Inhibitory effect of cervical trachea and chest wall vibrations on cough reflex sensitivity and perception of urge-to-cough in healthy male never-smokers

Naohiro Kashiwazaki, Satoru Ebihara, Peijun Gui, Norihiro Katayama, Kumiko Ito, Ryuhei Sato, Chika Oyama, Takae Ebihara, Masahiro Kohzuki

Research output: Contribution to journalArticlepeer-review

4 Citations (Scopus)

Abstract

Background: Non-pharmacological options for symptomatic management of cough are desired. Although chest wall mechanical vibration is known to ameliorate cough reflex sensitivity, the effect of mechanical vibrations on perceptions of urge-to-cough has not been studied. Therefore, we investigated the effect of mechanical vibration of cervical trachea, chest wall and femoral muscle on cough reflex sensitivity, perceptions of urge-to-cough as well as dyspnea.Methods: Twenty-four healthy male never-smokers were investigated for cough reflex sensitivity, perceptions of the urge-to-cough and dyspnea with or without mechanical vibration. Cough reflex sensitivity and urge-to-cough were evaluated by the inhalation of citric acid. The perception of dyspnea was evaluated by Borg scores during applications of external inspiratory resistive loads. Mechanical vibration was applied by placing a vibrating tuning fork on the skin surface of cervical trachea, chest wall and femoral muscle.Results: Cervical trachea vibration significantly increased cough reflex threshold, as expressed by the lowest concentration of citric acid that elicited five or more coughs (C5), and urge-to-cough threshold, as expressed by the lowest concentration of citric acid that elicited urge-to-cough (Cu), but did not significantly affect dypnea sensation during inspiratory resistive loading. On the other hand, the chest wall vibration not only significantly increased C5 and Cu but also significantly ameliorated the load-response curve of dyspnea sensation.Conclusions: Both cervical and trachea vibrations significantly inhibited cough reflex sensitivity and perception of urge-to-cough. These vibration techniques might be options for symptomatic cough management.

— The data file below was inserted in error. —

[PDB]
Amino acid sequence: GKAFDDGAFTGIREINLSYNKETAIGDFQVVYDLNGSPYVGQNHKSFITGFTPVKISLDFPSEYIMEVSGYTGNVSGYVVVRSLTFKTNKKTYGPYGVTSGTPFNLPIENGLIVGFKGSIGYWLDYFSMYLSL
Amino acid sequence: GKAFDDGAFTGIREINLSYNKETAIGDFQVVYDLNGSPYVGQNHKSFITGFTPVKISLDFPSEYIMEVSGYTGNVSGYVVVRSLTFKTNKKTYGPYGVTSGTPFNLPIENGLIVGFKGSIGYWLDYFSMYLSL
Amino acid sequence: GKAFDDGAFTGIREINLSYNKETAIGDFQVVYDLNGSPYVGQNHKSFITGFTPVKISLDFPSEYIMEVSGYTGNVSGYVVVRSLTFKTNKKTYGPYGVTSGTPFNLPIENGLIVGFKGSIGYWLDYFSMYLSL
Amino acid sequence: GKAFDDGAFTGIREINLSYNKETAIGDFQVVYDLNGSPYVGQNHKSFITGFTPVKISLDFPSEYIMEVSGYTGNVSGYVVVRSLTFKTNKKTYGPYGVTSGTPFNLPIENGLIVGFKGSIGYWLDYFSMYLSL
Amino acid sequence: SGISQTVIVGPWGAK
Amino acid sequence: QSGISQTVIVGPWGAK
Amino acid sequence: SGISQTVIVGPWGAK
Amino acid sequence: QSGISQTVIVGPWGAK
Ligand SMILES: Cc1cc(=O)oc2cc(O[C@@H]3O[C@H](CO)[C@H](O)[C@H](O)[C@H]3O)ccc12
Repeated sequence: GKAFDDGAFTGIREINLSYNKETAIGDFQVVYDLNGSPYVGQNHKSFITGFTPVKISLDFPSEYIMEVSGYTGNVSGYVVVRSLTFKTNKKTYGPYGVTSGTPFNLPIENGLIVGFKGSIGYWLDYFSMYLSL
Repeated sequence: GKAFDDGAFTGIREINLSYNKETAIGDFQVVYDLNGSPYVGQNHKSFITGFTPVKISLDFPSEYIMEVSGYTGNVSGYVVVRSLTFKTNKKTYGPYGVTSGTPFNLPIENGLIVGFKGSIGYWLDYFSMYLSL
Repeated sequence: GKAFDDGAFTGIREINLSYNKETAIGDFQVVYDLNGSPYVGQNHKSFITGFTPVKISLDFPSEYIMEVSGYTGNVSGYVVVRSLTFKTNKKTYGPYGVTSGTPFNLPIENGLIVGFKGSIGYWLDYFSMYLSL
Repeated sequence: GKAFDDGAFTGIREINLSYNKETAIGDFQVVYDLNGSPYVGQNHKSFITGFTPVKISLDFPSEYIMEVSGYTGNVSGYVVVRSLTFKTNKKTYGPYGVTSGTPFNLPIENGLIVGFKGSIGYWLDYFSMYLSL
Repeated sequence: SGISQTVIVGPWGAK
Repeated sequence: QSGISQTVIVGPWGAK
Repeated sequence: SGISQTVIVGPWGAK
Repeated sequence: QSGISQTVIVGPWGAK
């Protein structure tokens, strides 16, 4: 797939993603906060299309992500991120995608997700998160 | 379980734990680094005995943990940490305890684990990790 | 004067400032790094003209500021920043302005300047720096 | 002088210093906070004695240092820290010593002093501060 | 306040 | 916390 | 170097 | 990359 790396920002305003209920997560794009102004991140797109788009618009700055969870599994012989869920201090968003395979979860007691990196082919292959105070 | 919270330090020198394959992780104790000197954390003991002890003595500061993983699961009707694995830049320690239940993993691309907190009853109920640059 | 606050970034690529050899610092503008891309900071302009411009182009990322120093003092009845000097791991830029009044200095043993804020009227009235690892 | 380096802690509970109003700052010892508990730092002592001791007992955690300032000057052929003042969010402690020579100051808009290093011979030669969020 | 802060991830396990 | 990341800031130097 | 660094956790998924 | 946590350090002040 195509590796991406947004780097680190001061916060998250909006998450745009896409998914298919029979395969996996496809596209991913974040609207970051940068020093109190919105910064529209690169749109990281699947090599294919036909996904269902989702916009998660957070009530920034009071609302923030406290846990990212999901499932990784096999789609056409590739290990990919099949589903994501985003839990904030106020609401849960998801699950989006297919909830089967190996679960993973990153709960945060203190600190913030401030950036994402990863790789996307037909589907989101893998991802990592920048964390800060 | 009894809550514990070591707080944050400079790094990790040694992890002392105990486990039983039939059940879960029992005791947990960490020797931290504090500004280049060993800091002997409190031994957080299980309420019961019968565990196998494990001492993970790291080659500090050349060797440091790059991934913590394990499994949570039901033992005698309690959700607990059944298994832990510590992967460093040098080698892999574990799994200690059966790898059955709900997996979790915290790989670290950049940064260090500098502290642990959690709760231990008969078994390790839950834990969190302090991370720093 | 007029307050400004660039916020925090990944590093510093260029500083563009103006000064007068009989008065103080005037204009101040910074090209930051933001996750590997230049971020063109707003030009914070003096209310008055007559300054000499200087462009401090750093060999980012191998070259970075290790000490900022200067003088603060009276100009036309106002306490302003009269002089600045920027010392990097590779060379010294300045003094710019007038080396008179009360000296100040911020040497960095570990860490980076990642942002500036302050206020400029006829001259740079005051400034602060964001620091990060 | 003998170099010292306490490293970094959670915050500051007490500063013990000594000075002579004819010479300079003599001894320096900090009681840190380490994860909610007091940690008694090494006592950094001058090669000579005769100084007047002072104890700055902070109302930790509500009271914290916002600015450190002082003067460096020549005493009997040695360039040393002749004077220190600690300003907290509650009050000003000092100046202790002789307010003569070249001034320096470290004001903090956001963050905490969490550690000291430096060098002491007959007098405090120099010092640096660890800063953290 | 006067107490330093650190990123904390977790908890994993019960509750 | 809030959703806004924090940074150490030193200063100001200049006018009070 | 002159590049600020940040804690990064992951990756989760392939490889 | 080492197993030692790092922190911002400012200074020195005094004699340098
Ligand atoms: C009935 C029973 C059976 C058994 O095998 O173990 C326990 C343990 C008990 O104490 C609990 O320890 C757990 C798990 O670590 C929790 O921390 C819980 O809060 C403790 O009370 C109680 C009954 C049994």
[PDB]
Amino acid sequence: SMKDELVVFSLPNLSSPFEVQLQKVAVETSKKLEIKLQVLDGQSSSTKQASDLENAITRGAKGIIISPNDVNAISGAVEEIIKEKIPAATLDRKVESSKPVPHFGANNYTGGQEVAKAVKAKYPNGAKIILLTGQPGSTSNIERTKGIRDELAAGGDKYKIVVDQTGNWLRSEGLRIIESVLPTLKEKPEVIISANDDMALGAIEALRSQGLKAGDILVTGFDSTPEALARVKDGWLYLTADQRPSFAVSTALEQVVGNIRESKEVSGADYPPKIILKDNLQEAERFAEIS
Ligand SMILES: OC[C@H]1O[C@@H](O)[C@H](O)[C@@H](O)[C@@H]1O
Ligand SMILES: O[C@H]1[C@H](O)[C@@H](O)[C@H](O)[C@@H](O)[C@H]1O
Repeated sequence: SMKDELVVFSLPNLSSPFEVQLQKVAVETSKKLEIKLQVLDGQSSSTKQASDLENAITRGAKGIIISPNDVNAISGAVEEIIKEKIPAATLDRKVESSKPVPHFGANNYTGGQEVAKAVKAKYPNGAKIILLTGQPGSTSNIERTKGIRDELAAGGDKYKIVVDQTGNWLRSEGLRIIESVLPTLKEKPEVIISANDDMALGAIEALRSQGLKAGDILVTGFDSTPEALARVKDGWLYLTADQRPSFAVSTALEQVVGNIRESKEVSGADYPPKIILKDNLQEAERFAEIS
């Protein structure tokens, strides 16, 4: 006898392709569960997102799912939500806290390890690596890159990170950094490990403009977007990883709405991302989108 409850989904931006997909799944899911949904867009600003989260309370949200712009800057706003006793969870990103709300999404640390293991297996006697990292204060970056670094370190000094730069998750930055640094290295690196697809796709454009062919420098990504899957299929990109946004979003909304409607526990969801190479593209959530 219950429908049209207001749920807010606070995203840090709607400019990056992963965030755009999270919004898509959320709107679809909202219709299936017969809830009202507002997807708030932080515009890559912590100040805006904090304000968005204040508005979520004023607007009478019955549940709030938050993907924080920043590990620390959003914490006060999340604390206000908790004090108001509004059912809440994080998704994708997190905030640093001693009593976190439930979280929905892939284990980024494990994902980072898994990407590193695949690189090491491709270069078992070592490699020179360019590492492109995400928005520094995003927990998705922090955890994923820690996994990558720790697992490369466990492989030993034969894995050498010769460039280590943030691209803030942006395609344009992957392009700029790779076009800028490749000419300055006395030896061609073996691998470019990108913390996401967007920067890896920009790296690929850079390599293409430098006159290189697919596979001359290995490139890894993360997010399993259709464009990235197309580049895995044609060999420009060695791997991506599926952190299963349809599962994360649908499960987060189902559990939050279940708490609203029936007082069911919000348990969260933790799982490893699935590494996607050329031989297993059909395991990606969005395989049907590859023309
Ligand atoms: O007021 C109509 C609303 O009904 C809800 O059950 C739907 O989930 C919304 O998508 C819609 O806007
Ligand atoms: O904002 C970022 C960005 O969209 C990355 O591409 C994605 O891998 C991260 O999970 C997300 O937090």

Original languageEnglish
Article number22
JournalCough
Volume9
Issue number1
DOIs
Publication statusPublished - 2013 Oct 2

Keywords

  • Dyspnea
  • Urge-to-cough

ASJC Scopus subject areas

  • Otorhinolaryngology
  • Pulmonary and Respiratory Medicine

Fingerprint

Dive into the research topics of 'Inhibitory effect of cervical trachea and chest wall vibrations on cough reflex sensitivity and perception of urge-to-cough in healthy male never-smokers'. Together they form a unique fingerprint.

Cite this